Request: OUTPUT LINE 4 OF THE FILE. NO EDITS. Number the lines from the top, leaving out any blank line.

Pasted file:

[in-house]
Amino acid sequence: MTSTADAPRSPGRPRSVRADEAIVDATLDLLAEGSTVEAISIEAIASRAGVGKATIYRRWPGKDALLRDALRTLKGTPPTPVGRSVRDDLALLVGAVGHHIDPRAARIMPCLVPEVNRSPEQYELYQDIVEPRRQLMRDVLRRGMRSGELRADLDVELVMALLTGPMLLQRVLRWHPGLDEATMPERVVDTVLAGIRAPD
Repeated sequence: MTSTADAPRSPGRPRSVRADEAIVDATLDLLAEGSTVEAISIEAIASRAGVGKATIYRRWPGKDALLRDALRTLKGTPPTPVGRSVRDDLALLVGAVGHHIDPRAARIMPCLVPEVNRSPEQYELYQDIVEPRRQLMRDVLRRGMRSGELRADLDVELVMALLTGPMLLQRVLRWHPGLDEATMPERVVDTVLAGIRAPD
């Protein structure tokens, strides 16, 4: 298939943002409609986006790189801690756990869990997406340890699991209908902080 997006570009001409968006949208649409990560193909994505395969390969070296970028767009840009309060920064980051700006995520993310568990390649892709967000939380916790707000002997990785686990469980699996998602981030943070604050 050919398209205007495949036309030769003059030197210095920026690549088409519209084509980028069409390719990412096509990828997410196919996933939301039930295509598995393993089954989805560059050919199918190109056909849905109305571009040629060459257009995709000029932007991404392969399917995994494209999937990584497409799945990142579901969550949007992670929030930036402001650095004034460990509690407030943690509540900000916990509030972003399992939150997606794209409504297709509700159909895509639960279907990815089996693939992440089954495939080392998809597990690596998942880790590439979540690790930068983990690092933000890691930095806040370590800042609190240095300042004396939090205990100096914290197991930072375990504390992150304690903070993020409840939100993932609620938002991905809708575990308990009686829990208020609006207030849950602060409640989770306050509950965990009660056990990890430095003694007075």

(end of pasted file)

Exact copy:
């Protein structure tokens, strides 16, 4: 298939943002409609986006790189801690756990869990997406340890699991209908902080 997006570009001409968006949208649409990560193909994505395969390969070296970028767009840009309060920064980051700006995520993310568990390649892709967000939380916790707000002997990785686990469980699996998602981030943070604050 050919398209205007495949036309030769003059030197210095920026690549088409519209084509980028069409390719990412096509990828997410196919996933939301039930295509598995393993089954989805560059050919199918190109056909849905109305571009040629060459257009995709000029932007991404392969399917995994494209999937990584497409799945990142579901969550949007992670929030930036402001650095004034460990509690407030943690509540900000916990509030972003399992939150997606794209409504297709509700159909895509639960279907990815089996693939992440089954495939080392998809597990690596998942880790590439979540690790930068983990690092933000890691930095806040370590800042609190240095300042004396939090205990100096914290197991930072375990504390992150304690903070993020409840939100993932609620938002991905809708575990308990009686829990208020609006207030849950602060409640989770306050509950965990009660056990990890430095003694007075």